My rating: 5 stars / It was amazing
The Stoltzfus family faces serious problems, both in the church and at home. Everyone in the community expects minister David Stoltzfus to fix things--fast. But David doesn't work fast. He prefers to wait for God to work in individual hearts. However, even he is left wondering if the solution to their most pressing problem might be a Quieting.
When David's mother arrives, uninvited, more upheaval is in store. She has matchmaking plans for everyone in the family, including David and her eligible granddaughters--and especially for David's niece Abigail. When Abigail stumbles onto a curious connection during her genealogical research, it could help David solve one problem--but will it create another?
Once again I was swept away to the slow and steady pace of life in Stoney Ridge. The storylines from the first book in the series, The Imposter, continue as the minister David struggles with what to do about the bishop's unrepentant heart. The bishop's sister Birdy brings him peace and helps him see life in new perspectives. Katrina and Thelma implement a new source of income on their oil-rich land that has the potential to solve the church's financial problems. Jesse learns to stay out of trouble- for the most part- as he works to make his buggy shop a success. I thoroughly enjoyed the new characters who joined the community, David's mother and nieces who both help and make life difficult for members of David's family. His mother has his best interests at heart, but her disapproval turns his store upside down and disrupts his relationship with Birdy. So many times I just wanted him to stand up to her and shut down her meddling! He does his best in his own quiet way though.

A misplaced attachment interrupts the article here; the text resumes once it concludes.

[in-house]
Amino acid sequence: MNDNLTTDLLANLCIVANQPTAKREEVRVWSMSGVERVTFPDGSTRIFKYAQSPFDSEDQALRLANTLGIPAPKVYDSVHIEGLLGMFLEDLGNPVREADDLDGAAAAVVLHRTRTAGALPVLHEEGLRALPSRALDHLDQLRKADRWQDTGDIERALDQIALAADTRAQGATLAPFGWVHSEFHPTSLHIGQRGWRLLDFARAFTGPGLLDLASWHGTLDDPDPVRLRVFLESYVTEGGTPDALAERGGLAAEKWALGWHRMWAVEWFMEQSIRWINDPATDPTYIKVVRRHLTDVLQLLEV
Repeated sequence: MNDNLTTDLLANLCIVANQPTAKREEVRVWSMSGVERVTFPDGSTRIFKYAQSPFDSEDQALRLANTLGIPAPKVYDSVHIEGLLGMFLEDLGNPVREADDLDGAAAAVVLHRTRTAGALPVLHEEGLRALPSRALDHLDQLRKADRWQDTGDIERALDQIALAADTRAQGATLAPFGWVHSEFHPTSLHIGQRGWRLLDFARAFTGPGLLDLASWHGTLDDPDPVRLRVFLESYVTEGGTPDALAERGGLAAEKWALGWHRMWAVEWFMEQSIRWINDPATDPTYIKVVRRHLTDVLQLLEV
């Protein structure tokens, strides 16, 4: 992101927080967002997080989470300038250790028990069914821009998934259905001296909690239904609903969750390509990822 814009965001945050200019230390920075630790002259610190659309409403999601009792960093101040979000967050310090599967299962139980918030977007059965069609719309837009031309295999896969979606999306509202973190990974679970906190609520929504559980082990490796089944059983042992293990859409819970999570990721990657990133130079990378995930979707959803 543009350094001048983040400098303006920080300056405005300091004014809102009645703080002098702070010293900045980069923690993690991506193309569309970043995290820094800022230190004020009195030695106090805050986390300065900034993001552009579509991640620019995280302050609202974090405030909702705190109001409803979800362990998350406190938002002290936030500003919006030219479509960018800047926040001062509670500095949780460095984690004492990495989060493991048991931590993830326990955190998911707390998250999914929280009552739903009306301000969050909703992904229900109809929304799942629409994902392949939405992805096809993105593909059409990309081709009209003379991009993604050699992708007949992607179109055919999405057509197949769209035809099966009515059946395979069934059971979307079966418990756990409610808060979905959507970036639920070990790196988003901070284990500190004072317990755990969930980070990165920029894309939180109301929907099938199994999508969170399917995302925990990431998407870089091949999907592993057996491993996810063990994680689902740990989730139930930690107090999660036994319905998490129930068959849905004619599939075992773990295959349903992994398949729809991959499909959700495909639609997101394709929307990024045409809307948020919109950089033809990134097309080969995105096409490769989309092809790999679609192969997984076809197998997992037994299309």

Abigail's point of view was especially interesting since she views life so literally. She thrives on order and organization, and her quest to fill the mystery gap in the Glick family tree for Dane bring the two closer together. She doesn't quite know what to make of his happy personality and is surprised by his kindness toward her when she has endured criticism her entire life. Her mannerisms are funny and bring a subtle humor to the narrative. I loved her enthusiasm for genealogy and the idea that seeking out our ancestors helps us understand our roots and ourselves.
David's anxiety over following the Lord's will in resolving the problems of the church is compounded by pressure from his domineering mother. He wants so desperately to do what is right, but feels strongly that he must wait on God's prompting. The way he continually turns to scripture and prayer is inspiring and I loved the passages from the Bible he drew comfort from. The compelling drama from multiple points of view kept me enthralled and I can't wait to read the next book in the series, The Devoted, which will be released this October.
(Thank you to CelebrateLit Publicity and Revell Publishing for a copy of the book in exchange for my honest review)
To celebrate her tour, Suzanne is giving away a grab bag of Amish-made gifts worth over $100!